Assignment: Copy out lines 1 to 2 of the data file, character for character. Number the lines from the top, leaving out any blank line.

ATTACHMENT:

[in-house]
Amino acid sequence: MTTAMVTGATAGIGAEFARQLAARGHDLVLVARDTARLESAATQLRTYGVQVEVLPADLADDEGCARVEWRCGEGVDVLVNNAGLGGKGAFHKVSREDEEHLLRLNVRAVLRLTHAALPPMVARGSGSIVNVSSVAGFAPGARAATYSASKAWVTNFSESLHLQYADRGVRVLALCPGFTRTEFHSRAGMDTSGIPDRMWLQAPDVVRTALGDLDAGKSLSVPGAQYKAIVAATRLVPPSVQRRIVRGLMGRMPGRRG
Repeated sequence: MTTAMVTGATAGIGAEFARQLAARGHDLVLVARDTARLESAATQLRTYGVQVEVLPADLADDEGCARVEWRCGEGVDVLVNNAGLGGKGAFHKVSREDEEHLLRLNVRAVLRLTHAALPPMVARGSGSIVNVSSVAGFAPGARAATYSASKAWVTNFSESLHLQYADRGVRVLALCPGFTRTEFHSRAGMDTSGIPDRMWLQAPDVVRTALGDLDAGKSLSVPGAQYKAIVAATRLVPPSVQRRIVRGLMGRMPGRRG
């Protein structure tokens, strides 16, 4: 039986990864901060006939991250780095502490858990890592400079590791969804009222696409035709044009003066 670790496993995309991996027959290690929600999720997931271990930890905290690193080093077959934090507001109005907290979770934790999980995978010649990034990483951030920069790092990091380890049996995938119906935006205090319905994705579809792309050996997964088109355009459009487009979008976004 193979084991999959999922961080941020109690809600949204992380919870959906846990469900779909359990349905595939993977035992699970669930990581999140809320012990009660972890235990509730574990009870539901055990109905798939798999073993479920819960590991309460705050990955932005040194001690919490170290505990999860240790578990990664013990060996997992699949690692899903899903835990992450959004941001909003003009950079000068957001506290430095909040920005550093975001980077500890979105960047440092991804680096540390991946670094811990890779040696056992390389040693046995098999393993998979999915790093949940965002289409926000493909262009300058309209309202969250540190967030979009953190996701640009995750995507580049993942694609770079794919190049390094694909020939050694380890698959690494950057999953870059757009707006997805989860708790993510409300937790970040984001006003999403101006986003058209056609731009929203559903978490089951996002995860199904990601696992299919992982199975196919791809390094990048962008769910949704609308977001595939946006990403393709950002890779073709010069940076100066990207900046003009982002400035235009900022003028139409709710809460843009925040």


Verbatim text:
[in-house]
Amino acid sequence: MTTAMVTGATAGIGAEFARQLAARGHDLVLVARDTARLESAATQLRTYGVQVEVLPADLADDEGCARVEWRCGEGVDVLVNNAGLGGKGAFHKVSREDEEHLLRLNVRAVLRLTHAALPPMVARGSGSIVNVSSVAGFAPGARAATYSASKAWVTNFSESLHLQYADRGVRVLALCPGFTRTEFHSRAGMDTSGIPDRMWLQAPDVVRTALGDLDAGKSLSVPGAQYKAIVAATRLVPPSVQRRIVRGLMGRMPGRRG